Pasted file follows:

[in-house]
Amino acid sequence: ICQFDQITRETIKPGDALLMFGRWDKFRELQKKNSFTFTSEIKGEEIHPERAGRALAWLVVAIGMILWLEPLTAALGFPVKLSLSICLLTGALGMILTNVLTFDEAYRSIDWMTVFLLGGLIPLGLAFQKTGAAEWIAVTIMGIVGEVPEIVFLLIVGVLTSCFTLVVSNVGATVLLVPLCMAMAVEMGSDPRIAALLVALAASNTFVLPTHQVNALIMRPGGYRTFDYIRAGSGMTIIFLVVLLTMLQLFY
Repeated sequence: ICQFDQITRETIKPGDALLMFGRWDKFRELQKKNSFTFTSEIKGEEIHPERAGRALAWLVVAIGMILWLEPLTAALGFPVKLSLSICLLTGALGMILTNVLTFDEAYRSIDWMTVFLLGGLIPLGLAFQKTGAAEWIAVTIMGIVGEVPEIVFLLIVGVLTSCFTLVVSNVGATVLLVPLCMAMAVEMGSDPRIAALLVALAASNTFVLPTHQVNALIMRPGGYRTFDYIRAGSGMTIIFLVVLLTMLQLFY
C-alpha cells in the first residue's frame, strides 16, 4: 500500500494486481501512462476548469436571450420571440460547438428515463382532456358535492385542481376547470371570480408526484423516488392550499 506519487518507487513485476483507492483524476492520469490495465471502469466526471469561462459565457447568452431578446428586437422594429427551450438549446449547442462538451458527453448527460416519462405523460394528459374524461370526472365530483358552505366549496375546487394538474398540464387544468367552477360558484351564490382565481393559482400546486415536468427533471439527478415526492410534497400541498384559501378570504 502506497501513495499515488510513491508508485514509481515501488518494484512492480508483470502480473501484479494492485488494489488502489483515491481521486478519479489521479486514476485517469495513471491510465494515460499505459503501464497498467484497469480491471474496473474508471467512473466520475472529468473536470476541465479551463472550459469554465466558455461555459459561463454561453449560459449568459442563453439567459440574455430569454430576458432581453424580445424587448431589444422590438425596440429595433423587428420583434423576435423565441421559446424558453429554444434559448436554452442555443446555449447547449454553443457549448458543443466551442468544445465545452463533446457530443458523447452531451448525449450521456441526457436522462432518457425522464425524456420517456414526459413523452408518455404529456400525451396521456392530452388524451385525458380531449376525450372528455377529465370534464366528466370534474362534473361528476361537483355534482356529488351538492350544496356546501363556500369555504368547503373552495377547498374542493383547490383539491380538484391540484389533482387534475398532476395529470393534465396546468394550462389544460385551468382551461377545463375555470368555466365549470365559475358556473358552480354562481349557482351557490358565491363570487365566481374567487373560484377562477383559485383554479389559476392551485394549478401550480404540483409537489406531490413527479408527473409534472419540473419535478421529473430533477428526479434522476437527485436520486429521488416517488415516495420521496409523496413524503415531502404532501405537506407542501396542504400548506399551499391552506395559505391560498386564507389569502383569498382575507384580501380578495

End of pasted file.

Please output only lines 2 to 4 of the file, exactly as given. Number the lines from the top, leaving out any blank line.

Amino acid sequence: ICQFDQITRETIKPGDALLMFGRWDKFRELQKKNSFTFTSEIKGEEIHPERAGRALAWLVVAIGMILWLEPLTAALGFPVKLSLSICLLTGALGMILTNVLTFDEAYRSIDWMTVFLLGGLIPLGLAFQKTGAAEWIAVTIMGIVGEVPEIVFLLIVGVLTSCFTLVVSNVGATVLLVPLCMAMAVEMGSDPRIAALLVALAASNTFVLPTHQVNALIMRPGGYRTFDYIRAGSGMTIIFLVVLLTMLQLFY
Repeated sequence: ICQFDQITRETIKPGDALLMFGRWDKFRELQKKNSFTFTSEIKGEEIHPERAGRALAWLVVAIGMILWLEPLTAALGFPVKLSLSICLLTGALGMILTNVLTFDEAYRSIDWMTVFLLGGLIPLGLAFQKTGAAEWIAVTIMGIVGEVPEIVFLLIVGVLTSCFTLVVSNVGATVLLVPLCMAMAVEMGSDPRIAALLVALAASNTFVLPTHQVNALIMRPGGYRTFDYIRAGSGMTIIFLVVLLTMLQLFY
C-alpha cells in the first residue's frame, strides 16, 4: 500500500494486481501512462476548469436571450420571440460547438428515463382532456358535492385542481376547470371570480408526484423516488392550499 506519487518507487513485476483507492483524476492520469490495465471502469466526471469561462459565457447568452431578446428586437422594429427551450438549446449547442462538451458527453448527460416519462405523460394528459374524461370526472365530483358552505366549496375546487394538474398540464387544468367552477360558484351564490382565481393559482400546486415536468427533471439527478415526492410534497400541498384559501378570504 502506497501513495499515488510513491508508485514509481515501488518494484512492480508483470502480473501484479494492485488494489488502489483515491481521486478519479489521479486514476485517469495513471491510465494515460499505459503501464497498467484497469480491471474496473474508471467512473466520475472529468473536470476541465479551463472550459469554465466558455461555459459561463454561453449560459449568459442563453439567459440574455430569454430576458432581453424580445424587448431589444422590438425596440429595433423587428420583434423576435423565441421559446424558453429554444434559448436554452442555443446555449447547449454553443457549448458543443466551442468544445465545452463533446457530443458523447452531451448525449450521456441526457436522462432518457425522464425524456420517456414526459413523452408518455404529456400525451396521456392530452388524451385525458380531449376525450372528455377529465370534464366528466370534474362534473361528476361537483355534482356529488351538492350544496356546501363556500369555504368547503373552495377547498374542493383547490383539491380538484391540484389533482387534475398532476395529470393534465396546468394550462389544460385551468382551461377545463375555470368555466365549470365559475358556473358552480354562481349557482351557490358565491363570487365566481374567487373560484377562477383559485383554479389559476392551485394549478401550480404540483409537489406531490413527479408527473409534472419540473419535478421529473430533477428526479434522476437527485436520486429521488416517488415516495420521496409523496413524503415531502404532501405537506407542501396542504400548506399551499391552506395559505391560498386564507389569502383569498382575507384580501380578495